Each of The Keep‘s ten levels are incredibly engaging because they are not limited to fighting monsters. When you’re not in combat, you’ll be solving puzzles within the dungeon in order to progress. The puzzles employ simple mechanics, such as pulling levers and using rocks to hold down buttons, but they can become pretty challenging as the game progresses. Some of the lever puzzles in particular can get a bit frustrating, but there’s nothing that’s overly challenging by any means. Every level also has a bunch of secrets that encourage player exploration. For instance, some walls are breakable with weapon damage or have stones that you can push with your hand, leading you to hidden areas. You’ll want to seek these out too, as secret areas often have the best equipment and magic scrolls.

Even though The Keep has a lot of great things to offer, it’s held back by a few issues. One of these issues is the overall presentation since the dungeons look incredibly similar to each other. Aside from two levels with blue brick walls, the majority of the game features the same green brick walls in every level. I get that The Keep takes place in a dungeon, but it would have been better to see levels with different aesthetics to enhance the game’s presentation. Another issue is the lack of an automatic saving feature, as you’ll have to save manually in order to record your progress. Because it’s so easy to die, you’re going to want to save a lot to prevent yourself from doing the same actions over and over again. This makes continuous saving habitual for the player, which is very tedious to do.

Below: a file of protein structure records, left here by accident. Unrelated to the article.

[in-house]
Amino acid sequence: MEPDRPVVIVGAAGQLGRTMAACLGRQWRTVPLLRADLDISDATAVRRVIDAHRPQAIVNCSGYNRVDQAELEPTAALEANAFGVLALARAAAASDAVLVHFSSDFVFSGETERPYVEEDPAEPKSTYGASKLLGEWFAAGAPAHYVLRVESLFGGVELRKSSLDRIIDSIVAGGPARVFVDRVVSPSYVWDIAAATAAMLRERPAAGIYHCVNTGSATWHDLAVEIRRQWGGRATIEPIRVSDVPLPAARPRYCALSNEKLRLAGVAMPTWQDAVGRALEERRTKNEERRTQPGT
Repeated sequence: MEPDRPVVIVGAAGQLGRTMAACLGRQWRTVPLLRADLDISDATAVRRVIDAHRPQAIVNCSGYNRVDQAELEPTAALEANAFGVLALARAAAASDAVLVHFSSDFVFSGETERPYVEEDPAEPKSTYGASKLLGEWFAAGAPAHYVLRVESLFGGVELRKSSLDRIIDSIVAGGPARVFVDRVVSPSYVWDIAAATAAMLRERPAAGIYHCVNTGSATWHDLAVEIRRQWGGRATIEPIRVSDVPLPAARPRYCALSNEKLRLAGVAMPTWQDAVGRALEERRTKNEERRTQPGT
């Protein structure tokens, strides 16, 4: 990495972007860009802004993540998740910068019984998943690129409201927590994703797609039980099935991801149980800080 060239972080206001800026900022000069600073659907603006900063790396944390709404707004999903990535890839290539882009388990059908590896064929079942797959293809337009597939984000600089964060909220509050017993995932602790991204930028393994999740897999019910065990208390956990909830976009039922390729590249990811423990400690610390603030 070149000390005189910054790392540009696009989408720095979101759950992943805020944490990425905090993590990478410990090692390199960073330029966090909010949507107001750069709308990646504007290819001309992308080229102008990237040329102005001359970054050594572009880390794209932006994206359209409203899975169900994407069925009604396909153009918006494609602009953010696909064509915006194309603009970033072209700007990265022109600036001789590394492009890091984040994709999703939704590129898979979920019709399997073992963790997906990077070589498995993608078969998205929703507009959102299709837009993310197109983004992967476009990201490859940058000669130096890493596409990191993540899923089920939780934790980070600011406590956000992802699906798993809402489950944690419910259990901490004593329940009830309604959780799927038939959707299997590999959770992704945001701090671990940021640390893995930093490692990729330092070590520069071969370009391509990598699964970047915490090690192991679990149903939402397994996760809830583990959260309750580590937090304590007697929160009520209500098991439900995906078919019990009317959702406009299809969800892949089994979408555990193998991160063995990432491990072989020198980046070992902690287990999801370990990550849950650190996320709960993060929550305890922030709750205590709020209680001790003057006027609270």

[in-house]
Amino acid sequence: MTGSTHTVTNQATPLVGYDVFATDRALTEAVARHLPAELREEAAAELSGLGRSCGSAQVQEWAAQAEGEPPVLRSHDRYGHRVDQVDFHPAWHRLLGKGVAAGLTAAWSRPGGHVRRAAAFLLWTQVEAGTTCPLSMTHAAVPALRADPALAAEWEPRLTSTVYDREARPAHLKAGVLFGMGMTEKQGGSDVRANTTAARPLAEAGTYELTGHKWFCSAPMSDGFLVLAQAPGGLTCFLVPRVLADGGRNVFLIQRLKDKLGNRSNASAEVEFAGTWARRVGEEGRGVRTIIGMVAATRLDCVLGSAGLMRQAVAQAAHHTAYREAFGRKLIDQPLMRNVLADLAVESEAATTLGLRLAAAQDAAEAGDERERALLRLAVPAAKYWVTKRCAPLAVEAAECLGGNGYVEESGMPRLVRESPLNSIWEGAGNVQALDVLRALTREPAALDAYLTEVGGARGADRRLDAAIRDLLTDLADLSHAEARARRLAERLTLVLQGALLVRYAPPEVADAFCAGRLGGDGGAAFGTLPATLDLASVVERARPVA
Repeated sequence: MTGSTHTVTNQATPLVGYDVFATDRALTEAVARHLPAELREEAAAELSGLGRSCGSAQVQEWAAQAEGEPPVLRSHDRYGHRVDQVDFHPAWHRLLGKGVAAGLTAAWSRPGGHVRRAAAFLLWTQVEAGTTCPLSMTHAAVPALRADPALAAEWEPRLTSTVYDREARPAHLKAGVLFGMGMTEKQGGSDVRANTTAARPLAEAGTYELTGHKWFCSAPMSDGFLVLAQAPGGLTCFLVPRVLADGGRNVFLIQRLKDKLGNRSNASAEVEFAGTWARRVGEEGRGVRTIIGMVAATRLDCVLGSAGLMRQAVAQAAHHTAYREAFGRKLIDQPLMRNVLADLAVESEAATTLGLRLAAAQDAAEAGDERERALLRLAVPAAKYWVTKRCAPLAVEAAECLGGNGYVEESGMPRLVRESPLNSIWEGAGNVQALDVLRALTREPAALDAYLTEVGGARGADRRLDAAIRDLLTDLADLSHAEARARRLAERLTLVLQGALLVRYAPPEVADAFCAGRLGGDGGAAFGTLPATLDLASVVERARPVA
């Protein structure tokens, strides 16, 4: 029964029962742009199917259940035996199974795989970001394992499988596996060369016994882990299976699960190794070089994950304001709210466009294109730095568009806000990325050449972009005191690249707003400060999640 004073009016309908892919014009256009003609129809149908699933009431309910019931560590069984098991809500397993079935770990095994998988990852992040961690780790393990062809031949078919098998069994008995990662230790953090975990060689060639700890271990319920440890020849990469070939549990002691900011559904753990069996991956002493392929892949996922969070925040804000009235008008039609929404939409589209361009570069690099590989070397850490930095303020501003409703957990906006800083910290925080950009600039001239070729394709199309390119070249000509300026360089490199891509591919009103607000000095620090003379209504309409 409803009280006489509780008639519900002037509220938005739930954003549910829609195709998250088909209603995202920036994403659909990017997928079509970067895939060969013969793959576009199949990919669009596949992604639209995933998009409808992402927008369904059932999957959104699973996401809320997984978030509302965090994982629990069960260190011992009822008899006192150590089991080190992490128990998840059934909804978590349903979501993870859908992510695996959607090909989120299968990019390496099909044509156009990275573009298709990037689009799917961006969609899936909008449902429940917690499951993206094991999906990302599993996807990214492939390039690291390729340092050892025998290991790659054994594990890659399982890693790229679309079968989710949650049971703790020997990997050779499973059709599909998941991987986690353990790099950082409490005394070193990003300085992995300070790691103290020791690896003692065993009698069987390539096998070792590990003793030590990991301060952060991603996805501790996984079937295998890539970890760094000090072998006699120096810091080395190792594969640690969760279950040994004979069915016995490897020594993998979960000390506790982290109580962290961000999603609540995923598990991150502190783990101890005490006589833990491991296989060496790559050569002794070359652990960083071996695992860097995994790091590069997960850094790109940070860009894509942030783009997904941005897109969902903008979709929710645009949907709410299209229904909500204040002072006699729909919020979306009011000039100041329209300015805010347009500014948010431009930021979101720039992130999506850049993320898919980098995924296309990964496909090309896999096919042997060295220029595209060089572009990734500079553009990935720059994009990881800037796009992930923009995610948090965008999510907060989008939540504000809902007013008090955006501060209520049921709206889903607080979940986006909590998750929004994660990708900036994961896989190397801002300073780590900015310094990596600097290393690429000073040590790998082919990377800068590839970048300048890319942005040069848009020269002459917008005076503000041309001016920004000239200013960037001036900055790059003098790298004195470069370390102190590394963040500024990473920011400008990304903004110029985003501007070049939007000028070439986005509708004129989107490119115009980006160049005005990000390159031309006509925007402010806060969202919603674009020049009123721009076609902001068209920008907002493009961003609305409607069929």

If you’re fighting against slow enemies that have physical attacks, the combat can easily be exploited as well. When you come face-to-face with one of these monsters, strafing back and forth will cause the enemy to walk to your current location and neglect attacking you. This is a pretty big deal because The Keep‘s combat is all about managing your health, stamina, and mana effectively. Because these three things regenerate with time, strafing back and forth against a slow enemy will let you regain these statistics over time, removing the challenge from the fight completely. Of course, this is harder to do when enemies are faster, shoot projectiles, or are in groups, but this exploit is still present throughout the game.

Regardless, The Keep is still one of the best RPGs on the eShop. The touch screen combat is intuitive, the difficulty makes every battle interesting, and the levels are expertly crafted by the developers at Cinemax Games. The game also mixes traditional and new mechanics very well, creating a new yet familiar experience that’s perfect for dungeon crawling veterans. There are a few issues that hold the game back from being truly exceptional, but RPG fans will still enjoy what the The Keep has to offer.

Nintendojo was provided a copy of this game for review by a third party, though that does not affect our recommendation. For every review, Nintendojo uses a standard criteria.

Leave a Reply

You must be logged in to post a comment.

Log In 0 points Log in or register to grow your Ninja Score while interacting with our site.
Nintendojo's RSS Feeds

All Updates Podcast
News Comments
Like and follow usFacebookTwitter Friend Code Exchange + Game with Us Join the Team!